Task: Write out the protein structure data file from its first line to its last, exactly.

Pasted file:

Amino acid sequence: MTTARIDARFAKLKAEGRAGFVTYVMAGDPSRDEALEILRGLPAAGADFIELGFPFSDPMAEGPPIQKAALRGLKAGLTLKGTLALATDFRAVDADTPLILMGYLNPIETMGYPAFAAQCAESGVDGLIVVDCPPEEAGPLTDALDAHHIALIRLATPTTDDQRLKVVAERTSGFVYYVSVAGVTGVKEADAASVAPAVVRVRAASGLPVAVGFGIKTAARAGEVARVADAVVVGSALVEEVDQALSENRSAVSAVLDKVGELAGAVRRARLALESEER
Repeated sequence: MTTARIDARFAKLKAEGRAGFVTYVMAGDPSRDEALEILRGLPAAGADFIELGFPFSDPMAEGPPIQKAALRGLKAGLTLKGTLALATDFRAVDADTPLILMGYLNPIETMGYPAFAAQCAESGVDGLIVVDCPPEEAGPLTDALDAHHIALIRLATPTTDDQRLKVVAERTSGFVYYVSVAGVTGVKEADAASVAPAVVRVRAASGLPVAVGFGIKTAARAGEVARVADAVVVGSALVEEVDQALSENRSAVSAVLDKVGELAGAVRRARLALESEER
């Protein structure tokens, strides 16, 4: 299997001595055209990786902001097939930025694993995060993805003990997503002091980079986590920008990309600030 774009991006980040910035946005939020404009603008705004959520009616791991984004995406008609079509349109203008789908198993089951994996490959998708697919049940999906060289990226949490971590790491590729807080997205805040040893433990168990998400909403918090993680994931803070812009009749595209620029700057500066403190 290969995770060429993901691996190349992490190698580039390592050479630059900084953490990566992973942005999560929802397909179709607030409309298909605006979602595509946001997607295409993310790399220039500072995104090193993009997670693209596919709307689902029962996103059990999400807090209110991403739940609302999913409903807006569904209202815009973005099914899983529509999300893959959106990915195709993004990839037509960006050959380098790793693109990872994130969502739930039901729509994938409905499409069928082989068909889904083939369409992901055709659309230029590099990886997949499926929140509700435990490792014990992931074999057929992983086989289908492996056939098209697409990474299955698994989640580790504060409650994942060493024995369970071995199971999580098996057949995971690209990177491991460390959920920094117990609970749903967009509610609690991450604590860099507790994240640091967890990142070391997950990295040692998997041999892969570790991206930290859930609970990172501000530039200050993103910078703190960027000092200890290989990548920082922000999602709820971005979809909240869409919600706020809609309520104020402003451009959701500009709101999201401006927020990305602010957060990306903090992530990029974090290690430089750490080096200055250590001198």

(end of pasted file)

Amino acid sequence: MTTARIDARFAKLKAEGRAGFVTYVMAGDPSRDEALEILRGLPAAGADFIELGFPFSDPMAEGPPIQKAALRGLKAGLTLKGTLALATDFRAVDADTPLILMGYLNPIETMGYPAFAAQCAESGVDGLIVVDCPPEEAGPLTDALDAHHIALIRLATPTTDDQRLKVVAERTSGFVYYVSVAGVTGVKEADAASVAPAVVRVRAASGLPVAVGFGIKTAARAGEVARVADAVVVGSALVEEVDQALSENRSAVSAVLDKVGELAGAVRRARLALESEER
Repeated sequence: MTTARIDARFAKLKAEGRAGFVTYVMAGDPSRDEALEILRGLPAAGADFIELGFPFSDPMAEGPPIQKAALRGLKAGLTLKGTLALATDFRAVDADTPLILMGYLNPIETMGYPAFAAQCAESGVDGLIVVDCPPEEAGPLTDALDAHHIALIRLATPTTDDQRLKVVAERTSGFVYYVSVAGVTGVKEADAASVAPAVVRVRAASGLPVAVGFGIKTAARAGEVARVADAVVVGSALVEEVDQALSENRSAVSAVLDKVGELAGAVRRARLALESEER
């Protein structure tokens, strides 16, 4: 299997001595055209990786902001097939930025694993995060993805003990997503002091980079986590920008990309600030 774009991006980040910035946005939020404009603008705004959520009616791991984004995406008609079509349109203008789908198993089951994996490959998708697919049940999906060289990226949490971590790491590729807080997205805040040893433990168990998400909403918090993680994931803070812009009749595209620029700057500066403190 290969995770060429993901691996190349992490190698580039390592050479630059900084953490990566992973942005999560929802397909179709607030409309298909605006979602595509946001997607295409993310790399220039500072995104090193993009997670693209596919709307689902029962996103059990999400807090209110991403739940609302999913409903807006569904209202815009973005099914899983529509999300893959959106990915195709993004990839037509960006050959380098790793693109990872994130969502739930039901729509994938409905499409069928082989068909889904083939369409992901055709659309230029590099990886997949499926929140509700435990490792014990992931074999057929992983086989289908492996056939098209697409990474299955698994989640580790504060409650994942060493024995369970071995199971999580098996057949995971690209990177491991460390959920920094117990609970749903967009509610609690991450604590860099507790994240640091967890990142070391997950990295040692998997041999892969570790991206930290859930609970990172501000530039200050993103910078703190960027000092200890290989990548920082922000999602709820971005979809909240869409919600706020809609309520104020402003451009959701500009709101999201401006927020990305602010957060990306903090992530990029974090290690430089750490080096200055250590001198």